During the open forum, I asked Chris what was next on his list. He quickly answered Patagonia, but then he doubled back and said, paradoxically, for a person who's made his career by going to barely-visited, extreme locations, is that he gets the most value out of coming back to a place --- which is why he's been to Iceland nearly 30 times and counting. It's a result of the investment of time and effort in building an intimate knowledge of the place, coupled with the relationships formed with the people there. He's even received an award from the President of Iceland himself.
This is a common thread I am seeing among the very best photographers in the world: It's never enough to just take good shots. They commit to a specific subject or a place for a long period of time, investing time, money, and effort in a way that gives them an insight that no other photographer, no matter how skilled, can hope to match. At the highest levels, technical skill is a dime a dozen; vision, storytelling, commitment, and depth are what set you apart.
So if you're wondering why no one's paying attention to your perfectly exposed, meticulously post-processed images of a landscape everyone else has seen before, think about a place or a thing you're really passionate about and just own the subject. If these guys are any indication, it will eventually reap dividends.
6. When you go where you really want to go, the value of what you do increases dramatically.
Directly connected to #5, Chris talked about how the value of his work to photo buyers skyrocketed once he started going where he wanted to go, instead of where his editors at magazines asked him to go. While the latter was necessary to build his photographic and editorial chops, it was only when he followed his own curiosity that he started making the kind of timeless images that buyers purchase over and over, whether as prints or licensed images for commercial or editorial use. Moreover, by scratching his own itch to go to places no one had gone before, he inadvertently also eliminated much of his competition.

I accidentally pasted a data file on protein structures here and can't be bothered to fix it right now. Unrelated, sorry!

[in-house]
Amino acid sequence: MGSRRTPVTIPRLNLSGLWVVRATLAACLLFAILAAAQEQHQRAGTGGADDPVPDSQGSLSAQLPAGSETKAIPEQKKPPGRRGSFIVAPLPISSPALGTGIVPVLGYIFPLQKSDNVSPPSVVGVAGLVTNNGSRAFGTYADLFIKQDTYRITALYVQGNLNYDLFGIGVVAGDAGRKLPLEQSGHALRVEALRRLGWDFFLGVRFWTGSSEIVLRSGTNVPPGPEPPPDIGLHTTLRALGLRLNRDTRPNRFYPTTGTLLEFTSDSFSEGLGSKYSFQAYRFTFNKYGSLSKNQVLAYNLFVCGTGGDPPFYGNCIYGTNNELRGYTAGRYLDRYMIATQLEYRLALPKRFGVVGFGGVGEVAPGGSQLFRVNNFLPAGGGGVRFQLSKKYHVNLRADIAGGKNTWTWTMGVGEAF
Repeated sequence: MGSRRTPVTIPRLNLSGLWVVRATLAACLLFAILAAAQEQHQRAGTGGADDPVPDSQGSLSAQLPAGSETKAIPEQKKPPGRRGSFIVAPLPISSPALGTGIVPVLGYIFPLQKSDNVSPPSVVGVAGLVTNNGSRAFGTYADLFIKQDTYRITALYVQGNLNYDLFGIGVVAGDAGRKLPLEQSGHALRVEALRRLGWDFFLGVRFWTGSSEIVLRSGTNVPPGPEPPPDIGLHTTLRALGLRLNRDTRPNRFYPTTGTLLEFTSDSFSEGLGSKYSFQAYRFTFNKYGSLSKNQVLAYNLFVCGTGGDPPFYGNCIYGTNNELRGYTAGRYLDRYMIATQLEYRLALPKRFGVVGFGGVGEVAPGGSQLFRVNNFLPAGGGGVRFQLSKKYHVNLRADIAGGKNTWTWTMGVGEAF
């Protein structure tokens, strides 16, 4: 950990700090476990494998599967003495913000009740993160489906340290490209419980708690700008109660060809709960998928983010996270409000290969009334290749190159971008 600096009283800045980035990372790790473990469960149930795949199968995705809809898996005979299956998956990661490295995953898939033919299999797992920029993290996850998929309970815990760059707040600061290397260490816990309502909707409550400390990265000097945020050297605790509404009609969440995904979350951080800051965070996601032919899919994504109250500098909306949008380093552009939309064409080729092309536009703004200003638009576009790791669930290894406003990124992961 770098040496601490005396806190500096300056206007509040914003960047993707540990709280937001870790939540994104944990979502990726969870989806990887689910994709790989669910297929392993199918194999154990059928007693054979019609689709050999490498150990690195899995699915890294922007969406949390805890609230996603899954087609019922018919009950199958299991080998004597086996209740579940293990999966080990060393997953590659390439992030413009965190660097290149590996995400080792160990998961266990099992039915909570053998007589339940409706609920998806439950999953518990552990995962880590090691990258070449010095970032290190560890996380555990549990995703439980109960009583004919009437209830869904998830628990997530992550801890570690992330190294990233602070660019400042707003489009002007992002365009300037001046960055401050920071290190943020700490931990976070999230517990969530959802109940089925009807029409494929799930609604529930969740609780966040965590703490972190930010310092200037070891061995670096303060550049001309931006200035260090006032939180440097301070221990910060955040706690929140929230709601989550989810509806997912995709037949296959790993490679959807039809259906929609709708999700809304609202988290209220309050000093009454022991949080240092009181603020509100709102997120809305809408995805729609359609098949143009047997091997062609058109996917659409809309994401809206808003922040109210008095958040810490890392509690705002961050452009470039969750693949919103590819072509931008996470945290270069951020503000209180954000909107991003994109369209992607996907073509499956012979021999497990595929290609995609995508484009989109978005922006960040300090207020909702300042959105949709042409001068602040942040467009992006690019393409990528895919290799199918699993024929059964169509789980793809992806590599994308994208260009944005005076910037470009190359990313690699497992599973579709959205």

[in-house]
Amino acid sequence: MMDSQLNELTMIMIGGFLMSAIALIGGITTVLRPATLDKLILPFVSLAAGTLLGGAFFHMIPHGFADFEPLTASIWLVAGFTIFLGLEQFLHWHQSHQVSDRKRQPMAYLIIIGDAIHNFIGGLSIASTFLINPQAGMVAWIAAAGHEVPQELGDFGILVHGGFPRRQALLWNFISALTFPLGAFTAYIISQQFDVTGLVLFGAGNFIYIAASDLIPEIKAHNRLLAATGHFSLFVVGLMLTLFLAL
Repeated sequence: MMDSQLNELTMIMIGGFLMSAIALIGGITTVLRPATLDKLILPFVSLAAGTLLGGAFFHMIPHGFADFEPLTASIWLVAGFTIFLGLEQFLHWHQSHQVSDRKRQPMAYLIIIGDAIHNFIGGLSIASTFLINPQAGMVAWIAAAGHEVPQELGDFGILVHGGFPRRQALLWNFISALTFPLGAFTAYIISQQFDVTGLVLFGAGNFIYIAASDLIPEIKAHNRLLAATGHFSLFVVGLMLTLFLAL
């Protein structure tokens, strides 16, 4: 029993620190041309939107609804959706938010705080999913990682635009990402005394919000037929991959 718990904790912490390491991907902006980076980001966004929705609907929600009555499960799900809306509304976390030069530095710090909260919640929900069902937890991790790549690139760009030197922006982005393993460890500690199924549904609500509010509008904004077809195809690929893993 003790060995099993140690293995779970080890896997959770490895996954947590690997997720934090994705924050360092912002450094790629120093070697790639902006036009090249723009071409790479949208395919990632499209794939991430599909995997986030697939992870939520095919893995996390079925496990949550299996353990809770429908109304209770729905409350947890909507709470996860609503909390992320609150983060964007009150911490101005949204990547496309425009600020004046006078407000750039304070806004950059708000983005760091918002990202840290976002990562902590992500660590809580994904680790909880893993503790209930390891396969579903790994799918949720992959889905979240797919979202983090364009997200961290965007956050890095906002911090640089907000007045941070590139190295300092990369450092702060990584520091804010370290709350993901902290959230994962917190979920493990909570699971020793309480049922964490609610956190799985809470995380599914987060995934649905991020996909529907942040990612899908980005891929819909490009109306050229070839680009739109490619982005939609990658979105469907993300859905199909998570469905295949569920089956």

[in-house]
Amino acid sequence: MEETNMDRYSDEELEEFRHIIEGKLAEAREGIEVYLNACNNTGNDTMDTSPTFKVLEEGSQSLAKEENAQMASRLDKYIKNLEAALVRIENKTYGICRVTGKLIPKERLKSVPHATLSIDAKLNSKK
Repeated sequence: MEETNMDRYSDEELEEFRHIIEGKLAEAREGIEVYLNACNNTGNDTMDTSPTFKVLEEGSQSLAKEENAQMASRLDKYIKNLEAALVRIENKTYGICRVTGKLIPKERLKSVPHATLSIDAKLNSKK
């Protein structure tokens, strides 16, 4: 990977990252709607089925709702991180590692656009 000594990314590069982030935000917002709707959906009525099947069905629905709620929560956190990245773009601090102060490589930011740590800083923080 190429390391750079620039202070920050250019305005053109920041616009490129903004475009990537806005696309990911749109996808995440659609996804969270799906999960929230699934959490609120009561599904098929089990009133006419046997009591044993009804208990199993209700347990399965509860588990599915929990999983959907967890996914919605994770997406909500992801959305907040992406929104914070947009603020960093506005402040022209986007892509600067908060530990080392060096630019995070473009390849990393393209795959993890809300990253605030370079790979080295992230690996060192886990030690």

Together, #5 and #6 underscore a crucial component of the success of an artist: the more you follow through on what it is you're uniquely passionate about, the greater the chance you have at getting noticed for something only you can do, and successfully carving out your niche as an artist. That is how you produce high quality, distinct work.
7. The biggest companies and art buyers are actively looking for artists on social media.
But how do you get noticed in the first place? If you're one of those people who's uptight about social media, I have bad news for you: according to Chris, the largest agencies and Fortune 500 art buyers are actively using social media as a means of finding art and artists. It's the quickest and easiest way to find a photographer or director and evaluate their work. So if you're not out there, you're not letting yourself be found.
Luckily for us, social media like Instagram are the cheapest and most cost-effective ways to promote your work. But everyone else is on there too, so how do you rise above the noise?
8. Use social media to tell stories, not to "build a brand"
How many of us like being advertised to? That's right: none of us. Which is why it's baffling why some artists on social media talk on their accounts as if they're brands and not people. With over two million followers on Instagram, Chris is one of the platform's giants, and guess what? He says that for him, Instagram isn't a business platform. In fact, he has to turn down most of the opportunities he's offered via social media because they don't align with his mission and values.